In writing, that’s like the polishing and editing process. The time when I slow down and look at the words on the page carefully, weighing each one, considering its place. Like the river, sometimes this can be a choppy process and it can feel like I’m being buffeted to and fro. The goal is to navigate the chop, using my skills and experience to turn the finished piece into smooth prose that sounds naturally as though that’s the way it’s meant to be.

Thanks to Cullercoats Bike and Kayak for looking after us, supplying all the equipment and being excellent guides for our river tour. Special thanks to my friend Sue for saying she wanted to have a go in a kayak; to Roger and Tove for being the right kind of daft to go along with it; and to Penny for taking some excellent photos of us on the river.

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A gift behind door number six

As I mentioned last week, I’m very proud to have a piece of my creative writing featured as part of the 26 Children’s Winters exhibition at Edinburgh’s Museum of Childhood. Today’s the day it appears in the online advent calendar.

Picture of a nativity scene and poem at the 26 Children's Winters exhibition

Open up door number 6 and you can read my sestude inspired by a nativity scene. A sestude is simply a piece of writing, poetry or prose that’s 62 words exactly. It’s a condensed form, but I really enjoy the challenge of putting thoughts and themes into such a short piece. Making every word count makes each one the richer.

I was also asked to write the story behind the piece, how I was inspired by the object and what directions my thoughts took as I was writing. Even here I was restricted to just 100 words.

But constraints offer a freedom. Often with writing, the possibilities can become overwhelming. Prose or poem? Reality or fantasy? Voiced by a character or first person? Historical or contemporary? What kind of genre? Science fiction, murder mystery, fairy tale, gothic horror… The choices are endless, and that in itself can become a barrier to writing anything at all.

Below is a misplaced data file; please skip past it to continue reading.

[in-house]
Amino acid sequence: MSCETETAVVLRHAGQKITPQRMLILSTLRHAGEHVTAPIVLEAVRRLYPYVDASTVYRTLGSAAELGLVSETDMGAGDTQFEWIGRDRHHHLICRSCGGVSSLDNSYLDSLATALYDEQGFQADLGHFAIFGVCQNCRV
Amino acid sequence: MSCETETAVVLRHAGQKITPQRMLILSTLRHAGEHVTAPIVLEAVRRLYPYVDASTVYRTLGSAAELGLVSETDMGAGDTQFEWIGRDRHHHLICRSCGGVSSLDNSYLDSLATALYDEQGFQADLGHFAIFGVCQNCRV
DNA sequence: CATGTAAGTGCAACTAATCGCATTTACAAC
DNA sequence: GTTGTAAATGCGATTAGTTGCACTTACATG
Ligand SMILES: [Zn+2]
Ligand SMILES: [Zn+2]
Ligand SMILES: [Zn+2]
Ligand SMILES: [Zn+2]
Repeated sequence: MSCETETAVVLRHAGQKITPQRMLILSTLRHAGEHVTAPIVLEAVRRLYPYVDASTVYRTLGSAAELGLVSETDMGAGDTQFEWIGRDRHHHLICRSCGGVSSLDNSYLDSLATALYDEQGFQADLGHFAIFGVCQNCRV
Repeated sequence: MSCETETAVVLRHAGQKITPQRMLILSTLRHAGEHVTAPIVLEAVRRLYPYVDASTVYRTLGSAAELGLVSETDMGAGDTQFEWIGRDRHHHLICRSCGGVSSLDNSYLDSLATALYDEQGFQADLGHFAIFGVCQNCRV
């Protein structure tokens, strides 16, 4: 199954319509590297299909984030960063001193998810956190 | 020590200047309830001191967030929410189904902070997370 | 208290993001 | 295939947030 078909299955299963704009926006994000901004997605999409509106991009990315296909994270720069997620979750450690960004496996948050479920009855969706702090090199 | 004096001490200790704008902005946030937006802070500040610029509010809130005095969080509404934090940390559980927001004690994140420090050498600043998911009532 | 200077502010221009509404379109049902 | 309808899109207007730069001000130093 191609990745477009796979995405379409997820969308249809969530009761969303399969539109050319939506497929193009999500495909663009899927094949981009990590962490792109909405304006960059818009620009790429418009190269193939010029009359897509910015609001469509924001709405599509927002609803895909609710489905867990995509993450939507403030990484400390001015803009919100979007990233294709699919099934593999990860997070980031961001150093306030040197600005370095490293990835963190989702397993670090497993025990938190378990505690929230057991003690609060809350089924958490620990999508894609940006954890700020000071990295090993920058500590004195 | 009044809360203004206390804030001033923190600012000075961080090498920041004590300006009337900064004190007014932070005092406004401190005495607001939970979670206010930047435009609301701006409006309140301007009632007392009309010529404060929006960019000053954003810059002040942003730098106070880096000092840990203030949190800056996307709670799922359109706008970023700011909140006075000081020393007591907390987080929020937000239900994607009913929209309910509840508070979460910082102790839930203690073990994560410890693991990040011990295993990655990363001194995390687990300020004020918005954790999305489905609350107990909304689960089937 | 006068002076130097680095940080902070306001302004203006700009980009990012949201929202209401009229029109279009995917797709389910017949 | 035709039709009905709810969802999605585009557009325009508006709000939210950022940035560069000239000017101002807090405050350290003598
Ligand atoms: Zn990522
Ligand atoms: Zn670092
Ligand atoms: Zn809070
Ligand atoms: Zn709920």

So constraints become a way in, offering a framework to start the writing process. The constraint may be to write about an object, as I did in my winter sestude, or to adopt a point of view. A constraint can be a word count, or a format, or starting with a specific letter of the alphabet. The key is to give the writer a starting point.

In my professional life, the constraints are to write for a specific audience, usually with a clear brief to share information or encourage them to consider a particular product or service. But even there I’ll have fun, trying out different forms of language.

If I’m looking for a headline I might try a heap of alliteration, putting word after word that starts with same letter together to find a pleasing combination.

Or if I think something is dull and cliched, something I’ve heard before, I might try writing it in the form of a poem, or a haiku.